But there’s still a lot more to see, with breakthroughs happening every day. The world’s smartest and brightest people constantly challenge the current limits of what we currently know, and most of the time, they’re successful.
One particular success story is the dawn of quantum computing.
It’s as foreign as aliens from outer space, but it’s here, and it’s going to change many things in the world.
In this blog, we’ll break down what quantum computing is, what industries it will affect, and how it can change the future society.
Quantum Computing—What Is It?
To understand what quantum computing is, let’s first take a look at traditional computing. Traditional computing, or computers, operate on information in the form of ones and zeroes—or what we call binary bits.
These traditional computers are often met with limitations when too many variables and potential outcomes are introduced to the picture. This is one of the main reasons why computer scientists sought a much more advanced way of solving things, like quantum computing.
Compared to traditional computing, quantum computing uses quantum bits—qubits—to pass on information; in qubits, one, zero, or both numbers can exist simultaneously.
This is possible because quantum computing uses the principles of quantum entanglement and superposition of matter.
Superposition means that a particular thing can exist both here and there at the same time. On the other hand, entanglement means that two quantum particles are extremely correlated to each other that even at great distances, they can still be linked in perfect unison.
Imagine a maze that both a traditional computer and a quantum computer have to conquer to give a much simpler picture.
A traditional computer can only cover one path at a time until it finds the way out. But a quantum computer can go through every single path, all at the same time, to get out of the maze.
Industries That Might Get Affected by Quantum Computing
Getting answers faster than providing the problem excites plenty of industries that have to deal with time-consuming problem-solving methods—like healthcare and logistics.
Imagine finding out why a person is sick in about 200 seconds or which route would be the most cost-effective and less time-consuming. All these possibilities are just some of the applications of quantum computing.
But it’s not all smiles and cheers for other industries.
The sheer speed of how quantum computers solve problems threatens how plenty of industries and governments operate. The majority of organizations and businesses worldwide see it as a threat, regardless of how useful or powerful it is.
The reason is quantum computers’ ability to crack RSA cryptography, the oldest cryptosystem used to secure data transmission. In other words, the existence of these brilliant supercomputers threatens the security of any organization’s system.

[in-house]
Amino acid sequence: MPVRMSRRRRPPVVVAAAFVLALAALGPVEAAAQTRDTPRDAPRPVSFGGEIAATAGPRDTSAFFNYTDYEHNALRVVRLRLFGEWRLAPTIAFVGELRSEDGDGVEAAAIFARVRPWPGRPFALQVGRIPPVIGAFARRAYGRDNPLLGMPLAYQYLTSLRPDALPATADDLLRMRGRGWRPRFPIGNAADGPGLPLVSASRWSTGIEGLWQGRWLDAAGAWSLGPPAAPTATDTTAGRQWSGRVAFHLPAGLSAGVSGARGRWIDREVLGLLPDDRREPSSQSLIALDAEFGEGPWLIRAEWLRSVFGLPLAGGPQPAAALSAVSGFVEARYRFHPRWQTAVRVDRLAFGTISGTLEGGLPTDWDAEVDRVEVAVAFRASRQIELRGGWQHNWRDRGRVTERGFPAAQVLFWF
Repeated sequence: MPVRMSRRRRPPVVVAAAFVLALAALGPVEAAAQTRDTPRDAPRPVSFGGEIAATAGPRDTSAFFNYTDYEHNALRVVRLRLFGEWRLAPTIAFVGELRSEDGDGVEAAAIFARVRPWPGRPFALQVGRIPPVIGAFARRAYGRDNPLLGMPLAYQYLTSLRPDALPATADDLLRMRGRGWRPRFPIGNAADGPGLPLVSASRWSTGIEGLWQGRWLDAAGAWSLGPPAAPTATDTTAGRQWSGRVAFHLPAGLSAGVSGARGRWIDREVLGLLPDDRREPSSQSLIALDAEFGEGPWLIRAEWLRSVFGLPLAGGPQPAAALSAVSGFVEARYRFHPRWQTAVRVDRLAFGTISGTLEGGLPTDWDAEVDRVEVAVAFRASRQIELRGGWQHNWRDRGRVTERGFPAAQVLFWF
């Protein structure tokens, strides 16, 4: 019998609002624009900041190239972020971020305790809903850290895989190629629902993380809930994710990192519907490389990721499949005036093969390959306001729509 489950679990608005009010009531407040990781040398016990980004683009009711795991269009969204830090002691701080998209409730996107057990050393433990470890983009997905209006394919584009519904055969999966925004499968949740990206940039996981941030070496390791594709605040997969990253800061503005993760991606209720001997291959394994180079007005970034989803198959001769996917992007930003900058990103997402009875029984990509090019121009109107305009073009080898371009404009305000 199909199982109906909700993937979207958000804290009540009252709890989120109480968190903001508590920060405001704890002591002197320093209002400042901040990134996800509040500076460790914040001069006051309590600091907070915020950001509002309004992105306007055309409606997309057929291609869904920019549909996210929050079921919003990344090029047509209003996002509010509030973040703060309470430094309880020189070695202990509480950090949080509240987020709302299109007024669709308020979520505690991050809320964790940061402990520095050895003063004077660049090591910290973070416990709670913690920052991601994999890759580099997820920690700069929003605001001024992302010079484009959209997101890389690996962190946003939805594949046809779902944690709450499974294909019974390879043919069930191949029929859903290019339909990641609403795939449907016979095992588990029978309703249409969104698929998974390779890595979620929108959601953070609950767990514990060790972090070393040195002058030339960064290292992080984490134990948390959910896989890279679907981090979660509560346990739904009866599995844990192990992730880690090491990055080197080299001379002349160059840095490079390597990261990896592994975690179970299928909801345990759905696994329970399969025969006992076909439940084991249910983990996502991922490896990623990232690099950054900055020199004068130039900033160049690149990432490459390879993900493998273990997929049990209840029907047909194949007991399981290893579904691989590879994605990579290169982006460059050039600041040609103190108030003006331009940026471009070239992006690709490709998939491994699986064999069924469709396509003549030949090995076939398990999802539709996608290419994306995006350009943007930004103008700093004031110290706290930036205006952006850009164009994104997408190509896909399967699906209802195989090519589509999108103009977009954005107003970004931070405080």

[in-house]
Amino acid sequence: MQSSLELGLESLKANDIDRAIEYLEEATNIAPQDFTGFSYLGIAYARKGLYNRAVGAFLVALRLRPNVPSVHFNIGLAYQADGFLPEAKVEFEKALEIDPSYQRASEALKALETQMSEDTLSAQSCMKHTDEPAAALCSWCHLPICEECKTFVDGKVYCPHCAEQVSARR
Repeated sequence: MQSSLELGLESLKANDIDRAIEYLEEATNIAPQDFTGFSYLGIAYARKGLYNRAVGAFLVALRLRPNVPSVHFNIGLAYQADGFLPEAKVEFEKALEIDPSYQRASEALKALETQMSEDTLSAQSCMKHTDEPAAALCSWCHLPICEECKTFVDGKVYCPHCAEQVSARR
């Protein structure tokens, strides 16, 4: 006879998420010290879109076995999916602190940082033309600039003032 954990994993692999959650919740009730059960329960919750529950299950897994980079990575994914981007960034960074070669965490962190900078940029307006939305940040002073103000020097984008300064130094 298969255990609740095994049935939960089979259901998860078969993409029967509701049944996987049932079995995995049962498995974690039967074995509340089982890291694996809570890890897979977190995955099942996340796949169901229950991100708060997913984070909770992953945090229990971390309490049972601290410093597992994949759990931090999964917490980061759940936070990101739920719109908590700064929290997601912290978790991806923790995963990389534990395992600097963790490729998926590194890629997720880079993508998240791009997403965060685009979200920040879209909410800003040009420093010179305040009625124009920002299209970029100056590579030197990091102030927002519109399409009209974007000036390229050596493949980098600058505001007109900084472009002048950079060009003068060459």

Cracking down security measures in a matter of seconds poses a threat not just for companies and organizations but also to the security of its stakeholders and customers—us.
How Industries Quantum-Proof Their Systems
When news broke out that progress has been made on quantum computing, many organizations allocated huge portions of their budget to make their systems quantum-proof.
It’s only a matter of time before the movement becomes scalable, which is why nobody’s second-guessing the potential of it falling into the wrong hands.
The collective action of organizations preparing for the worst gave rise to post-quantum cryptography or crypto algorithms that protect any system from potential quantum computer attacks.
Such costly security ventures intimidate companies that have yet to recover from losses during the COVID-19 pandemic. Still, many warn that if they don’t want to lose more than they already have, they shouldn’t take too long to use safety nets.
It’s predicted that post-quantum cryptography will become necessary by 2022, indicating that the best time to start working on those additional security measures is now.
Organizations are quick on their feet, but there’s only so much that they can cover compared to quantum computing power.
A few helpful methods that can help companies further protect their systems include:
- Establishing a quantum crypto maturity model.
- Understanding the importance of crypto-agility.
- Ensuring that current cryptography measures are up-to-date with the industry’s.
Quantum computing has yet to cast its rays over the world fully, but everybody’s already making sure they have enough protection from its heat.